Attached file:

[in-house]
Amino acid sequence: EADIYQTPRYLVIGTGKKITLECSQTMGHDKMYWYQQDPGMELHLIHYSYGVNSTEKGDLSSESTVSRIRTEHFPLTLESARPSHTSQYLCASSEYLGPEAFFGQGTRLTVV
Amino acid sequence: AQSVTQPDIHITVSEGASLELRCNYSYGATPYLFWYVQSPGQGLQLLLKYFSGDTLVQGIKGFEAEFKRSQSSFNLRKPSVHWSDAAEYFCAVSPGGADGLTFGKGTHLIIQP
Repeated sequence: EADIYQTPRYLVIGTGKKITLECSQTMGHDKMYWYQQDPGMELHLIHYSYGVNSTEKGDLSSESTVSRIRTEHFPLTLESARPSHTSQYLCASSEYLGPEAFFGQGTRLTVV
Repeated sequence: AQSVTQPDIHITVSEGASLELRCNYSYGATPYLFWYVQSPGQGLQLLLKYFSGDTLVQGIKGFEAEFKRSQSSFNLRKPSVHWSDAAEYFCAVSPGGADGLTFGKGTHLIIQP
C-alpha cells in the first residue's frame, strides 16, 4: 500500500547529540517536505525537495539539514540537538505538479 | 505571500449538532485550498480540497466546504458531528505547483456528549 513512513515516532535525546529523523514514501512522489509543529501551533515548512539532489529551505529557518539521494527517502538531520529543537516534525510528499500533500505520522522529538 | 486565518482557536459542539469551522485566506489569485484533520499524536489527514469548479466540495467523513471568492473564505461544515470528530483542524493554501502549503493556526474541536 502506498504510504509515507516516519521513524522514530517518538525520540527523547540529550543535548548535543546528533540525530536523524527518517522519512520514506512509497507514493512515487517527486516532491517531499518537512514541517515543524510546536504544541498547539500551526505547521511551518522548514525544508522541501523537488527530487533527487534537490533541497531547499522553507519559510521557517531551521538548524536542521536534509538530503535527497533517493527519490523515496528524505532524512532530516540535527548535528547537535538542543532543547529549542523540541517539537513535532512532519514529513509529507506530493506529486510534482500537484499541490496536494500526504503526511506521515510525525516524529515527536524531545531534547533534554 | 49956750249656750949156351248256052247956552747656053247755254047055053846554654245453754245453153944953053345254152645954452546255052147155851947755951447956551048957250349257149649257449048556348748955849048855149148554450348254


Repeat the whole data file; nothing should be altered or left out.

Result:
[in-house]
Amino acid sequence: EADIYQTPRYLVIGTGKKITLECSQTMGHDKMYWYQQDPGMELHLIHYSYGVNSTEKGDLSSESTVSRIRTEHFPLTLESARPSHTSQYLCASSEYLGPEAFFGQGTRLTVV
Amino acid sequence: AQSVTQPDIHITVSEGASLELRCNYSYGATPYLFWYVQSPGQGLQLLLKYFSGDTLVQGIKGFEAEFKRSQSSFNLRKPSVHWSDAAEYFCAVSPGGADGLTFGKGTHLIIQP
Repeated sequence: EADIYQTPRYLVIGTGKKITLECSQTMGHDKMYWYQQDPGMELHLIHYSYGVNSTEKGDLSSESTVSRIRTEHFPLTLESARPSHTSQYLCASSEYLGPEAFFGQGTRLTVV
Repeated sequence: AQSVTQPDIHITVSEGASLELRCNYSYGATPYLFWYVQSPGQGLQLLLKYFSGDTLVQGIKGFEAEFKRSQSSFNLRKPSVHWSDAAEYFCAVSPGGADGLTFGKGTHLIIQP
C-alpha cells in the first residue's frame, strides 16, 4: 500500500547529540517536505525537495539539514540537538505538479 | 505571500449538532485550498480540497466546504458531528505547483456528549 513512513515516532535525546529523523514514501512522489509543529501551533515548512539532489529551505529557518539521494527517502538531520529543537516534525510528499500533500505520522522529538 | 486565518482557536459542539469551522485566506489569485484533520499524536489527514469548479466540495467523513471568492473564505461544515470528530483542524493554501502549503493556526474541536 502506498504510504509515507516516519521513524522514530517518538525520540527523547540529550543535548548535543546528533540525530536523524527518517522519512520514506512509497507514493512515487517527486516532491517531499518537512514541517515543524510546536504544541498547539500551526505547521511551518522548514525544508522541501523537488527530487533527487534537490533541497531547499522553507519559510521557517531551521538548524536542521536534509538530503535527497533517493527519490523515496528524505532524512532530516540535527548535528547537535538542543532543547529549542523540541517539537513535532512532519514529513509529507506530493506529486510534482500537484499541490496536494500526504503526511506521515510525525516524529515527536524531545531534547533534554 | 49956750249656750949156351248256052247956552747656053247755254047055053846554654245453754245453153944953053345254152645954452546255052147155851947755951447956551048957250349257149649257449048556348748955849048855149148554450348254